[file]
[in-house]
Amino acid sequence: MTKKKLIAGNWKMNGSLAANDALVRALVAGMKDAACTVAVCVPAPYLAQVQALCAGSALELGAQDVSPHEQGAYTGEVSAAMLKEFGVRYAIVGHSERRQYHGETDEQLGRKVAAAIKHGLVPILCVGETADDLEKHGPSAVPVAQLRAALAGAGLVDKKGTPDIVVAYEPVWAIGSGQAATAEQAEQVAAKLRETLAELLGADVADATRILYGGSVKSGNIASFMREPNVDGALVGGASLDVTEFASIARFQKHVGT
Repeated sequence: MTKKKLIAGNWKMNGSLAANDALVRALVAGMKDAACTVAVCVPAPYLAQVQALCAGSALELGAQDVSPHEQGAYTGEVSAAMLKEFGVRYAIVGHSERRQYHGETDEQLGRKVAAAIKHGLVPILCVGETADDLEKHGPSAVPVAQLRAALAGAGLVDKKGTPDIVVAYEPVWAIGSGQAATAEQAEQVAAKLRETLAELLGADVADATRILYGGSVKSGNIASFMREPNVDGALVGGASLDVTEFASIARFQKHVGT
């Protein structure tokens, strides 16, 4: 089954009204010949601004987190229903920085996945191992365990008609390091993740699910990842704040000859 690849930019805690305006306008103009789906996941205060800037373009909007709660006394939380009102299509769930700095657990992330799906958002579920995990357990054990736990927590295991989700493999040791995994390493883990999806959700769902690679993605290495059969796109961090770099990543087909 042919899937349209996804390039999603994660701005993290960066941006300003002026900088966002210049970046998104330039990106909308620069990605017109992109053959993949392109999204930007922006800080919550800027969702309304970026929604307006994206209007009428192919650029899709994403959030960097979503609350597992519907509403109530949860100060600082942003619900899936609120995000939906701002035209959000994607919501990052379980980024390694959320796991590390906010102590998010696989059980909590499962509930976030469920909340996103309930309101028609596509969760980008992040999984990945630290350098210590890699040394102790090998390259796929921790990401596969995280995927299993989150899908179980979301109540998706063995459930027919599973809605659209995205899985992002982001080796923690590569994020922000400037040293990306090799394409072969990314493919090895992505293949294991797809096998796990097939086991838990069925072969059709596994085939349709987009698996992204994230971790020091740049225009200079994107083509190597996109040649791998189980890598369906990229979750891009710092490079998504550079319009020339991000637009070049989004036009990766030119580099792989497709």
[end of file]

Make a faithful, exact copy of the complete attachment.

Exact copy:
[in-house]
Amino acid sequence: MTKKKLIAGNWKMNGSLAANDALVRALVAGMKDAACTVAVCVPAPYLAQVQALCAGSALELGAQDVSPHEQGAYTGEVSAAMLKEFGVRYAIVGHSERRQYHGETDEQLGRKVAAAIKHGLVPILCVGETADDLEKHGPSAVPVAQLRAALAGAGLVDKKGTPDIVVAYEPVWAIGSGQAATAEQAEQVAAKLRETLAELLGADVADATRILYGGSVKSGNIASFMREPNVDGALVGGASLDVTEFASIARFQKHVGT
Repeated sequence: MTKKKLIAGNWKMNGSLAANDALVRALVAGMKDAACTVAVCVPAPYLAQVQALCAGSALELGAQDVSPHEQGAYTGEVSAAMLKEFGVRYAIVGHSERRQYHGETDEQLGRKVAAAIKHGLVPILCVGETADDLEKHGPSAVPVAQLRAALAGAGLVDKKGTPDIVVAYEPVWAIGSGQAATAEQAEQVAAKLRETLAELLGADVADATRILYGGSVKSGNIASFMREPNVDGALVGGASLDVTEFASIARFQKHVGT
């Protein structure tokens, strides 16, 4: 089954009204010949601004987190229903920085996945191992365990008609390091993740699910990842704040000859 690849930019805690305006306008103009789906996941205060800037373009909007709660006394939380009102299509769930700095657990992330799906958002579920995990357990054990736990927590295991989700493999040791995994390493883990999806959700769902690679993605290495059969796109961090770099990543087909 042919899937349209996804390039999603994660701005993290960066941006300003002026900088966002210049970046998104330039990106909308620069990605017109992109053959993949392109999204930007922006800080919550800027969702309304970026929604307006994206209007009428192919650029899709994403959030960097979503609350597992519907509403109530949860100060600082942003619900899936609120995000939906701002035209959000994607919501990052379980980024390694959320796991590390906010102590998010696989059980909590499962509930976030469920909340996103309930309101028609596509969760980008992040999984990945630290350098210590890699040394102790090998390259796929921790990401596969995280995927299993989150899908179980979301109540998706063995459930027919599973809605659209995205899985992002982001080796923690590569994020922000400037040293990306090799394409072969990314493919090895992505293949294991797809096998796990097939086991838990069925072969059709596994085939349709987009698996992204994230971790020091740049225009200079994107083509190597996109040649791998189980890598369906990229979750891009710092490079998504550079319009020339991000637009070049989004036009990766030119580099792989497709």